November 5, 2003 Posted by | Uncategorized | , , , , | Leave a comment

Ataaaaaaaaack of the Papistrightwingers

I was gonna say something about a truly vile article in Sunday’s Boston Globe magazine, but really, I can’t do better than this by Catholic blogger Dale Price.

November 4, 2003 Posted by | Uncategorized | , , , , | Leave a comment

Dirty white boys (apologies to Lou Gramm)

I’ve refrained from saying anything about the Episcopal Church’s elevation of an open, practicing homosexual to the post of bishop. Partly because others are saying what I would quite nicely. Also, part of me is reluctant to comment on the internal doings of a church I’m not a member of, for reasons of both etiquette and triumphalism (“after all, the other ones aren’t bishops any more than Gene Robinson is”).

But this bit of idiocy was too interesting to pass up and deals with a broader topic near and dear to me, the absolute irrationality of some liberals on the subject of race and an inability even to see the nose in front of their faces. Or the skin.

Episcopal Bishopess Barbara Harris is quoted as saying:

This is a power struggle as to who is going to run the church, the white boys who have always run it, or some different kinds of people. White men see their church being changed and they don’t like it.


vickygene.jpgWhat the colorful is she babbling about? Bishop Robinson, the last I looked, was white and a boy/man, which I think makes him a “white boy/man” … although one can never be too sure in these interesting times for pomo theology. The opposition to Bishop Robinson was most vocal among the Episcopal Churches of such “white boy” nations as Nigeria, Kenya and Uganda, and others are from Asia and South America. (The money articles are here in the New York Times, and here in the Daily Telegraph). The Advocate’s news article mentions opposition from US conservatives, of which there is plainly a lot and perfectly fairly noted. But there being a worldwide issue here and the threats of schism coming from The Dark Continent are facts that this article does not tell you. At least one of the overseas Anglican bishops who have taken to consecrating bishops to lead orthodox parishes in the United States came from Singapore. Now, regardless of the merits of Bishop Robinson’s elevation, can liberals even imagine disagreement through any prism or template other than white racism? Even … especially … when it manifestly isn’t.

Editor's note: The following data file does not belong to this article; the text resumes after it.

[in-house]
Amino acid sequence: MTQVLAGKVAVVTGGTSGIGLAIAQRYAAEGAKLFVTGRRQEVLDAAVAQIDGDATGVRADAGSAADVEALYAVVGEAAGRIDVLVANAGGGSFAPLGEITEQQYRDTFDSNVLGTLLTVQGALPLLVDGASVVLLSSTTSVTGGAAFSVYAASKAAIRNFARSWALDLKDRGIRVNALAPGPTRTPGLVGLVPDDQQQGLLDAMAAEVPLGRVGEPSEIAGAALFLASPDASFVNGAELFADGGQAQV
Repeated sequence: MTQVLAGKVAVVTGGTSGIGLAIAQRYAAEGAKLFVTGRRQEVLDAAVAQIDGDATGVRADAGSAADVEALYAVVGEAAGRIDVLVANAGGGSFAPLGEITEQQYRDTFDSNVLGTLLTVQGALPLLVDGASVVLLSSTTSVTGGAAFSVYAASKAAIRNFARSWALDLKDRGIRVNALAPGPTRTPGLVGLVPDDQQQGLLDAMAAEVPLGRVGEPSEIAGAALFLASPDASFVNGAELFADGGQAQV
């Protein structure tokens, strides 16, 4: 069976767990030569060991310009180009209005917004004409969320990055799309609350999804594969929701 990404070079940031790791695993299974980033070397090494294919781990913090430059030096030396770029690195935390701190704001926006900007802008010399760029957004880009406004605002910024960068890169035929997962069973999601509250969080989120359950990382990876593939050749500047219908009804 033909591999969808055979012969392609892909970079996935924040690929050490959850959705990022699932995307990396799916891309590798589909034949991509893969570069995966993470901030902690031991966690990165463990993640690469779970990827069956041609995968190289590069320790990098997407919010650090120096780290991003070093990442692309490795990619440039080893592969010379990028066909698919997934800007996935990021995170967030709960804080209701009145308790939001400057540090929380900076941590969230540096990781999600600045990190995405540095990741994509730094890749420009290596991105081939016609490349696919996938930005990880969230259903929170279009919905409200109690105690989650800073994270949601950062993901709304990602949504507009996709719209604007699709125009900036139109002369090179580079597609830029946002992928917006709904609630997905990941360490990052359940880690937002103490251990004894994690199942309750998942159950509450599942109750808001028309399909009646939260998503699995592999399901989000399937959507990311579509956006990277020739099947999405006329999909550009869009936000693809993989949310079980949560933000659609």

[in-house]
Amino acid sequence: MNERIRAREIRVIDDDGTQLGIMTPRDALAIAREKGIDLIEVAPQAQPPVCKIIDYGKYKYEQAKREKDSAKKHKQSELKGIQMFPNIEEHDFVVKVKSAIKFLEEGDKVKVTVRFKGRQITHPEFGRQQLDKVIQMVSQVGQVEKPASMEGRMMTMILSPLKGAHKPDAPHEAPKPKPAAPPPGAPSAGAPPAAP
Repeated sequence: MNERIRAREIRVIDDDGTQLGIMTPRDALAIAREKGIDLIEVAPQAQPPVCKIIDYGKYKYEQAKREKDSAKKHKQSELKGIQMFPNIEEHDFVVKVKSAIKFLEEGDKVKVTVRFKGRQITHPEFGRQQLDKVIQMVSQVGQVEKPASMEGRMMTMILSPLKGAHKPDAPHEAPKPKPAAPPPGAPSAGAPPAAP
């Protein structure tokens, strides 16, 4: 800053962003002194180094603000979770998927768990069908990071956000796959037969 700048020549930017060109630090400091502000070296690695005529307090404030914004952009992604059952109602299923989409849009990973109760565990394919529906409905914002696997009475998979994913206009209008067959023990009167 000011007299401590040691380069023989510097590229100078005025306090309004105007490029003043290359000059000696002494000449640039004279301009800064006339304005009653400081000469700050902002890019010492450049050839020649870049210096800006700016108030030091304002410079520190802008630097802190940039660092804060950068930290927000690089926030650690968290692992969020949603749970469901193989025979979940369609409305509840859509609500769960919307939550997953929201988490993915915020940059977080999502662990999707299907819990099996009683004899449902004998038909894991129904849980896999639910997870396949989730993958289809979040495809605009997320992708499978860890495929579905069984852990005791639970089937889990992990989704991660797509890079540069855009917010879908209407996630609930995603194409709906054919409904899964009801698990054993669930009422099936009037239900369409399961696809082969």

This is an old habit of racial condescension among progressive Episcopalians — Bishop John Spong dismissed his African brethren as having “moved out of animism into a very superstitious kind of Christianity,” being ignorant of scientific advances, and not yet facing “the intellectual revolution of Copernicus and Einstein.” And damn them, he would think like a 20th century American. Fold in the venom that secular liberals regularly heap on Clarence Thomas (and lately Janice Rogers Brown), and let’s not forget Donna Brazile‘s use of “white boy” as an epithet (Larry Elder has a good roundup of all of it here), and it’s hard to avoid thoughts that, when dealing with black people who don’t agree with them, liberals can be just as racist as they imagine others are.

November 3, 2003 Posted by | Uncategorized | , , , | Leave a comment

“Look away, look away …”


These are the grafs that started a weekend of posturing … buried in the middle of a Des Moines Register story (no longer even online as itself, best I can tell, in October 2007; here is AP story from later) about the gun issue.

“Dean has said 2000 Democratic nominee Al Gore lost the election because he failed to win Southern states, where disaffected Democrats who favor gun owners’ rights were reluctant to support him.
” ‘I still want to be the candidate for guys with Confederate flags in their pickup trucks,’ Dean said Friday in a telephone interview from New Hampshire. ‘We can’t beat George Bush unless we appeal to a broad cross-section of Democrats’.”

From the reaction to this quote, you’d think Howard Dean had called for the return of slavery or at least the repeal of the University of Michigan’s affirmative-action program. These are the reaction comments from the other candidates Saturday:

Rep. Dick Gephardt of Missouri: This is a blatant move to win the votes of people “who disagree with us on bedrock Democratic values like civil rights” and “I don’t want to be the candidate for guys with Confederate flags in their pickup trucks. I will win the Democratic nomination because I will be the candidate for guys with American flags in their pickup trucks.”